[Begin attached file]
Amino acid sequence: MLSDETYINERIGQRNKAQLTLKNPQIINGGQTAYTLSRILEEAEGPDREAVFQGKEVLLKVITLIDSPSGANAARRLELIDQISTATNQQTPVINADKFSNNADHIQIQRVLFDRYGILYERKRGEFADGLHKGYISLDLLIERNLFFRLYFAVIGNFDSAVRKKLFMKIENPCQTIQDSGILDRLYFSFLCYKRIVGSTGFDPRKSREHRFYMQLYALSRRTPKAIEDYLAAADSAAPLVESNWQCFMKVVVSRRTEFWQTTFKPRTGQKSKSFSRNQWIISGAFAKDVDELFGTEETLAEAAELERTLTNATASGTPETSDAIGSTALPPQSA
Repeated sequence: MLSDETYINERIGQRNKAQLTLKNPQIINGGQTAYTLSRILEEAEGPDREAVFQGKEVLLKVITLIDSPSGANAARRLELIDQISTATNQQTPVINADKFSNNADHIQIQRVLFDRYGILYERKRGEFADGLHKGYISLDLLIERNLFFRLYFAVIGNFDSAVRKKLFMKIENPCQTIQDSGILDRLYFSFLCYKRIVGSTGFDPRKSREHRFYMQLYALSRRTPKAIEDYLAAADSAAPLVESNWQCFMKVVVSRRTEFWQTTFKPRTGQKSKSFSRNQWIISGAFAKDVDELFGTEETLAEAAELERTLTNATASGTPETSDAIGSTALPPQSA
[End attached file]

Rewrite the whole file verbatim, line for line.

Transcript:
Amino acid sequence: MLSDETYINERIGQRNKAQLTLKNPQIINGGQTAYTLSRILEEAEGPDREAVFQGKEVLLKVITLIDSPSGANAARRLELIDQISTATNQQTPVINADKFSNNADHIQIQRVLFDRYGILYERKRGEFADGLHKGYISLDLLIERNLFFRLYFAVIGNFDSAVRKKLFMKIENPCQTIQDSGILDRLYFSFLCYKRIVGSTGFDPRKSREHRFYMQLYALSRRTPKAIEDYLAAADSAAPLVESNWQCFMKVVVSRRTEFWQTTFKPRTGQKSKSFSRNQWIISGAFAKDVDELFGTEETLAEAAELERTLTNATASGTPETSDAIGSTALPPQSA
Repeated sequence: MLSDETYINERIGQRNKAQLTLKNPQIINGGQTAYTLSRILEEAEGPDREAVFQGKEVLLKVITLIDSPSGANAARRLELIDQISTATNQQTPVINADKFSNNADHIQIQRVLFDRYGILYERKRGEFADGLHKGYISLDLLIERNLFFRLYFAVIGNFDSAVRKKLFMKIENPCQTIQDSGILDRLYFSFLCYKRIVGSTGFDPRKSREHRFYMQLYALSRRTPKAIEDYLAAADSAAPLVESNWQCFMKVVVSRRTEFWQTTFKPRTGQKSKSFSRNQWIISGAFAKDVDELFGTEETLAEAAELERTLTNATASGTPETSDAIGSTALPPQSA